I hadn't noticed that America's largest kosher meat processor has been recently plagued by scandal, though an Orthodox friend tells me that this is huge news in the kosher community. Apparently, it's created quite a shortage of kosher meat. A big part of the controversy is the slaughter practices, which, at least according to PETA activists, violate the spirit if not the letter of kashrut.

I wonder if this doesn't have some connection to the weekend's discussion of rules-vs-principles based regulation. Kosher law is incredibly detailed, in part because rabbis were trying to do what my religious studies professor called "building a wall around the torah"--setting up one's life so that it is almost impossible to accidentally violate a commandment. So the original prohibition against boiling a kid in the milk of its mother becomes a set of very elaborate rules designed to make sure that no specks of milk and meat ever come into contact in one's digestive system.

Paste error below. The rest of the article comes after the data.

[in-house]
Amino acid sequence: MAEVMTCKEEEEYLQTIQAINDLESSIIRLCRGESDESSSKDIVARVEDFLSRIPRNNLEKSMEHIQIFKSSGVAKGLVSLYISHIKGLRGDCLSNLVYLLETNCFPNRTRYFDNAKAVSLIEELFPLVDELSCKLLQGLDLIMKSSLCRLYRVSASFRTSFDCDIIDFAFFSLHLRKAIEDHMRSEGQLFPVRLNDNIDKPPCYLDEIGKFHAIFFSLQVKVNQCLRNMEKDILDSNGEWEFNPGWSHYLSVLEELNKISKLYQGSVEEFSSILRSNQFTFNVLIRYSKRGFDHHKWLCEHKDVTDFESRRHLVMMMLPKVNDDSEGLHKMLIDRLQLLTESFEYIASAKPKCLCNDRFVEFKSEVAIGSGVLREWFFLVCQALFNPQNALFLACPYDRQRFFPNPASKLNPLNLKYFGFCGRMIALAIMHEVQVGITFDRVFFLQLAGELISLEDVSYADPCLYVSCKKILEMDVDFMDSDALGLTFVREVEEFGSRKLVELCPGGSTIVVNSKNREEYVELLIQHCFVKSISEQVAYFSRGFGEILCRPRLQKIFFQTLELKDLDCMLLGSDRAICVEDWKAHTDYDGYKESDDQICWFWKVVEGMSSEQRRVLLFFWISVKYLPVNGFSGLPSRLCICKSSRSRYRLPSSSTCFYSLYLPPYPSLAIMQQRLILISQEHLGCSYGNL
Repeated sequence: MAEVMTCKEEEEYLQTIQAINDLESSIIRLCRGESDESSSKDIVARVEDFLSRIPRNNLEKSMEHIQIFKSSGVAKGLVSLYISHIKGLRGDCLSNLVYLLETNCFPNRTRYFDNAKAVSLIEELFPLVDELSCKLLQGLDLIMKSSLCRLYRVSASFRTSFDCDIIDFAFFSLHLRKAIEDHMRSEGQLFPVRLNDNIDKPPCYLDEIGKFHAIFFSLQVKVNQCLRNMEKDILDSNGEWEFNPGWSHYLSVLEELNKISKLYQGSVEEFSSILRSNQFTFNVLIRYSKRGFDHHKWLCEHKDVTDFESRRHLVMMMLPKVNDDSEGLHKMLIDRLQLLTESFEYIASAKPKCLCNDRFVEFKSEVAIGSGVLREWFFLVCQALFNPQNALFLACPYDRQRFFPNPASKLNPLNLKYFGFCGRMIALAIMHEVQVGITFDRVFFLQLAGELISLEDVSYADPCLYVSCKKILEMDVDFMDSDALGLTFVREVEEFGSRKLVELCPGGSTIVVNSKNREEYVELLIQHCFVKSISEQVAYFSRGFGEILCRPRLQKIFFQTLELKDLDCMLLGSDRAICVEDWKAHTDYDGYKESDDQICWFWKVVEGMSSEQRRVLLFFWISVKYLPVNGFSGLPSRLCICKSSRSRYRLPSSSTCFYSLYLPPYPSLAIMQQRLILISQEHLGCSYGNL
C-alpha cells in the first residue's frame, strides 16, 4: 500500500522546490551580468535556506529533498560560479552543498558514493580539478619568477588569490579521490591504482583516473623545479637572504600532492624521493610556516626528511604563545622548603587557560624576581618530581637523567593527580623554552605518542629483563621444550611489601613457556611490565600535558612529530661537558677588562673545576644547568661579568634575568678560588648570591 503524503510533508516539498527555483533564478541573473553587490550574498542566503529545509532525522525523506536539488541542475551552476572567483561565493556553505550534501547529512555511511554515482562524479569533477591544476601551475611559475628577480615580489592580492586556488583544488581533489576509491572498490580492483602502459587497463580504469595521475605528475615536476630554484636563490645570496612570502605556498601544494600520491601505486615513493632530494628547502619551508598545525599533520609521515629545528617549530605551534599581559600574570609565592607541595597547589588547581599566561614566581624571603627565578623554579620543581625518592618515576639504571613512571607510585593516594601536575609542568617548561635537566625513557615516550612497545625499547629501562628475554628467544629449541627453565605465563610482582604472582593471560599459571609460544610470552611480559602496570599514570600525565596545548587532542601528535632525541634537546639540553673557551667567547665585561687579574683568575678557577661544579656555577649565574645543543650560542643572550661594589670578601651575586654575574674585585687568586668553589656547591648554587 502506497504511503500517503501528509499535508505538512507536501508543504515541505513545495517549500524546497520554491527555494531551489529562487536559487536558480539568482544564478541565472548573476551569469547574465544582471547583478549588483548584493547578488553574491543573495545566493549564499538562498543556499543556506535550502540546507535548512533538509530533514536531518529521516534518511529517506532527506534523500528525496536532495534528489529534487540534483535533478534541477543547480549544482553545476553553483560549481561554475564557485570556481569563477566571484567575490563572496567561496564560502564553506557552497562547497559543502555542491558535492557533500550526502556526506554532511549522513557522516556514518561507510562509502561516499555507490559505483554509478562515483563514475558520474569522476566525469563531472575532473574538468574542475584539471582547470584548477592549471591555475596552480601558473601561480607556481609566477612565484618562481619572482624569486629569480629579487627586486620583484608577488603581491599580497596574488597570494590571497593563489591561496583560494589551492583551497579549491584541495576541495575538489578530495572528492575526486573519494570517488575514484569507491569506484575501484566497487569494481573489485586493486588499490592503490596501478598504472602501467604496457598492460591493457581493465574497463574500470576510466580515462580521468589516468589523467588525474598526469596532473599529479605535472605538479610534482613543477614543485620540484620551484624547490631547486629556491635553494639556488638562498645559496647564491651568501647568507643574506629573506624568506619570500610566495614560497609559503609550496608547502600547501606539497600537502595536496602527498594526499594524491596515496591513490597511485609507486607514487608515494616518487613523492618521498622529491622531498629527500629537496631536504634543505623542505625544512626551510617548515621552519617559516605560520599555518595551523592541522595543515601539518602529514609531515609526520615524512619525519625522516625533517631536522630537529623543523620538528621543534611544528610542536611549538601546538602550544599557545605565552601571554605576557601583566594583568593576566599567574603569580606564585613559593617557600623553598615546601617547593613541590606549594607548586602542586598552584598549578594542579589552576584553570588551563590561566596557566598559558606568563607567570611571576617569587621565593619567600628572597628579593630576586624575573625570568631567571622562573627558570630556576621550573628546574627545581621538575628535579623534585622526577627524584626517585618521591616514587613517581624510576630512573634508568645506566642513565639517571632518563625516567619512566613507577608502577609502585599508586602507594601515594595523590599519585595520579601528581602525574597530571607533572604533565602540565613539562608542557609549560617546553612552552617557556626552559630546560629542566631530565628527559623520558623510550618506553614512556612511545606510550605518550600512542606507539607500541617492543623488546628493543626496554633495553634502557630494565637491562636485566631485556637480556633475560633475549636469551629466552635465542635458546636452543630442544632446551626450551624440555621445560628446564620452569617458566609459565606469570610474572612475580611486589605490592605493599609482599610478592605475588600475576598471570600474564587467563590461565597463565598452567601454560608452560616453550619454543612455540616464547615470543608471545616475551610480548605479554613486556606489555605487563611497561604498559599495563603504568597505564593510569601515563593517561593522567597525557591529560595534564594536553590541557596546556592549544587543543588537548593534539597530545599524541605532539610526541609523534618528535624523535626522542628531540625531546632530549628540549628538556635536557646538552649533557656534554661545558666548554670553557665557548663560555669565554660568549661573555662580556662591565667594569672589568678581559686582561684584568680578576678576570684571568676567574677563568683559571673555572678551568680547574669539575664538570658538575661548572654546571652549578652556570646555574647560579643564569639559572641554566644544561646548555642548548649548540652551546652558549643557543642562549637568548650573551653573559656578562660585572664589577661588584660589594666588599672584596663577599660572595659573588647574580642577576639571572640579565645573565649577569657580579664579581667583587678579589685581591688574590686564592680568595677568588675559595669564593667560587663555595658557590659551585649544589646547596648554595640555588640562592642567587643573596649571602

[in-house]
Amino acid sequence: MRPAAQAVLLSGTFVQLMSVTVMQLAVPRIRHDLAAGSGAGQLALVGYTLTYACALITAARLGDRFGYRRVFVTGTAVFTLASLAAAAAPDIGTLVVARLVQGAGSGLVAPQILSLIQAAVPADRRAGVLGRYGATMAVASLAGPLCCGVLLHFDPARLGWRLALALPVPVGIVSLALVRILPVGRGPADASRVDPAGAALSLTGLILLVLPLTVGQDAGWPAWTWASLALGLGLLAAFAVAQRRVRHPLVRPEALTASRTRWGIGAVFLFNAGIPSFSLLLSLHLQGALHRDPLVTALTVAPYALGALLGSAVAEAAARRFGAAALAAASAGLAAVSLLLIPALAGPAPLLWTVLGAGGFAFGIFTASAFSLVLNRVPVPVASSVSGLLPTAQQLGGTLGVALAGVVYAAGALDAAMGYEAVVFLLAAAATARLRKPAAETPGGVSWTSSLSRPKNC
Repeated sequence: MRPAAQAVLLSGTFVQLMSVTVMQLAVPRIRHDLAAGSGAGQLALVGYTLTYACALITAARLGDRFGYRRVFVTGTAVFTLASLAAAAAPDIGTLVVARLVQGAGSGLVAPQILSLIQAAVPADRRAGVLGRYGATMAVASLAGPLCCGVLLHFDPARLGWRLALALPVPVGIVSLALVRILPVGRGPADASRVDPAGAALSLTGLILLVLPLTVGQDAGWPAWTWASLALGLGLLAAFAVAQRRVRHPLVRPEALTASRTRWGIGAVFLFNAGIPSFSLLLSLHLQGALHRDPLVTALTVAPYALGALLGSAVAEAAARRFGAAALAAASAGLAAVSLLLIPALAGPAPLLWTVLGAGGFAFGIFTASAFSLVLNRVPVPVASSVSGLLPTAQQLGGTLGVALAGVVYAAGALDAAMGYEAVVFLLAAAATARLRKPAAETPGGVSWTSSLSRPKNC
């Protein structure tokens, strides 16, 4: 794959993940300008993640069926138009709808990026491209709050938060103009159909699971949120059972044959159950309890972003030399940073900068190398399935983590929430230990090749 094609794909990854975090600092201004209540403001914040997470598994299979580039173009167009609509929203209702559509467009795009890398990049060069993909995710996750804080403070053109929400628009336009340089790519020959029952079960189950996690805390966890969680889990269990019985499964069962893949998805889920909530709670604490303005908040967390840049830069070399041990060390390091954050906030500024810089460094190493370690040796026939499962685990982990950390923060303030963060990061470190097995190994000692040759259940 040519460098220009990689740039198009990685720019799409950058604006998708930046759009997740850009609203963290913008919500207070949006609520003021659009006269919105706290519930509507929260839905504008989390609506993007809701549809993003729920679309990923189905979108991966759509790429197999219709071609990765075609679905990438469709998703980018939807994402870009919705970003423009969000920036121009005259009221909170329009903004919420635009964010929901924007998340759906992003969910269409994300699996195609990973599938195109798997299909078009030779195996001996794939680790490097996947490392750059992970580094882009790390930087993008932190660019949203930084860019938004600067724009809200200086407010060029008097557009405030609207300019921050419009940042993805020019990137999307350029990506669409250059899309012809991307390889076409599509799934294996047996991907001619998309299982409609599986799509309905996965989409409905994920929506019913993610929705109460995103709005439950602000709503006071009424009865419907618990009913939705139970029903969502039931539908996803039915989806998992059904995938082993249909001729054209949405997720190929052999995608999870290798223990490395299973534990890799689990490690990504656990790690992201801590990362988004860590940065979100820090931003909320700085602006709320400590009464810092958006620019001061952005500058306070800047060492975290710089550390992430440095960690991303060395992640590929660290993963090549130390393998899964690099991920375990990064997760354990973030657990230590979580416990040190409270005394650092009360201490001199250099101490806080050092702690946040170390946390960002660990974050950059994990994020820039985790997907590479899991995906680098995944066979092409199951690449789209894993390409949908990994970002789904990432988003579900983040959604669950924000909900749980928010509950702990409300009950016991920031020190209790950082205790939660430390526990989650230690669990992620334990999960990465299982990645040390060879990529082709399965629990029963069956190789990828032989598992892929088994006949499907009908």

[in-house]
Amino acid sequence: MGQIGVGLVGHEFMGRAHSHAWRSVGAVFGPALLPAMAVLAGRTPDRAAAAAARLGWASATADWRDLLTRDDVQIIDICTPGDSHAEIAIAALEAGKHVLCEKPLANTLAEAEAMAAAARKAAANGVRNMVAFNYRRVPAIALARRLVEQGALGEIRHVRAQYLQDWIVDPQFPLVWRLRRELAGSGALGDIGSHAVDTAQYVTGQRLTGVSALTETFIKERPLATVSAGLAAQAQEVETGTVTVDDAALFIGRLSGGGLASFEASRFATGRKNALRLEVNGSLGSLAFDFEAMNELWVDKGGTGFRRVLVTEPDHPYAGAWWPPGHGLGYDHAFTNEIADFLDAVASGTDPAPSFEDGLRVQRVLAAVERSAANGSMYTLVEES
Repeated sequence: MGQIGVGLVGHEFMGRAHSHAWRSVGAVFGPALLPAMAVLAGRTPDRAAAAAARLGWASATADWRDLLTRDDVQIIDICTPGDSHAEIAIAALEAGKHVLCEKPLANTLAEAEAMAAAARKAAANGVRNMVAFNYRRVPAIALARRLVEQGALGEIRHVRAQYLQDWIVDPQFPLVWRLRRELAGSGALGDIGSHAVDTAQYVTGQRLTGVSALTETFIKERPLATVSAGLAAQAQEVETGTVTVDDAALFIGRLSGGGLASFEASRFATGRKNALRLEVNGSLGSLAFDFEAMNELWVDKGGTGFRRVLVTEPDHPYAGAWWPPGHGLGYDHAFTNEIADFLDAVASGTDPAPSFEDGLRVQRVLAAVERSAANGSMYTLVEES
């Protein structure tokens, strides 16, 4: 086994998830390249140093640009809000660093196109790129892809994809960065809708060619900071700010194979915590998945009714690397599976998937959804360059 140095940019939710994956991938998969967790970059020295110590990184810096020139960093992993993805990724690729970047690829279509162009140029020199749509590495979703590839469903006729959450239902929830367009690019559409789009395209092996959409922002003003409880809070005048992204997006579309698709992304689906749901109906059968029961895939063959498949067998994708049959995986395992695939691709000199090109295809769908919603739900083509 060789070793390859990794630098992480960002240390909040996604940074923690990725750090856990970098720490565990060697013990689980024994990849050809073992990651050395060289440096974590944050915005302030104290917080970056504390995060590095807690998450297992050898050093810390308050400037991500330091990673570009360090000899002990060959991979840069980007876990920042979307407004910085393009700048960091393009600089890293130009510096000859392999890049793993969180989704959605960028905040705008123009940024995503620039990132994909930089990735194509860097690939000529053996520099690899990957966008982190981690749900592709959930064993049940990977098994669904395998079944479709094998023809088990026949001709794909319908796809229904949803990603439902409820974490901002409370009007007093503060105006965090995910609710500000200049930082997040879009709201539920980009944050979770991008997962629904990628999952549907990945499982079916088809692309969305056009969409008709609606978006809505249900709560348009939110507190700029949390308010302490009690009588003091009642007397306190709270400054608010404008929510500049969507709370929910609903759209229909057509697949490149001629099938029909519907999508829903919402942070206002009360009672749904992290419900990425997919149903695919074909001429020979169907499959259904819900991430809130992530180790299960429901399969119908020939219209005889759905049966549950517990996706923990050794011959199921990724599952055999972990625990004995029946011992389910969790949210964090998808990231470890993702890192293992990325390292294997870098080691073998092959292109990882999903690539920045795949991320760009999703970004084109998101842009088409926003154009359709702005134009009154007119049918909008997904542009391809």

For the unscrupulous, this opens up an area of opportunity. The original kosher slaughter laws were designed to, among other things, minimize the suffering of the animals. But they predated the assembly line, when speed became profit. So now a slaughterhouse can hoist an animal up by ropes and hang it upside down to make it bleed out faster, while still arguing that it has not violated kosher law. In letter, yes. In spirit, this seems to obviously violate the principle that one should minimize animal suffering.

Of course, various Jewish communities constantly debate and update laws for just this reason. But just as with government regulation, the rules will always be a little behind the clever bastards looking for loopholes. Whereas if the slaughterhouses were required to stick to the objective of making the animals suffer as little as possible, it would be pretty clear that a lot of these practices flunked the test.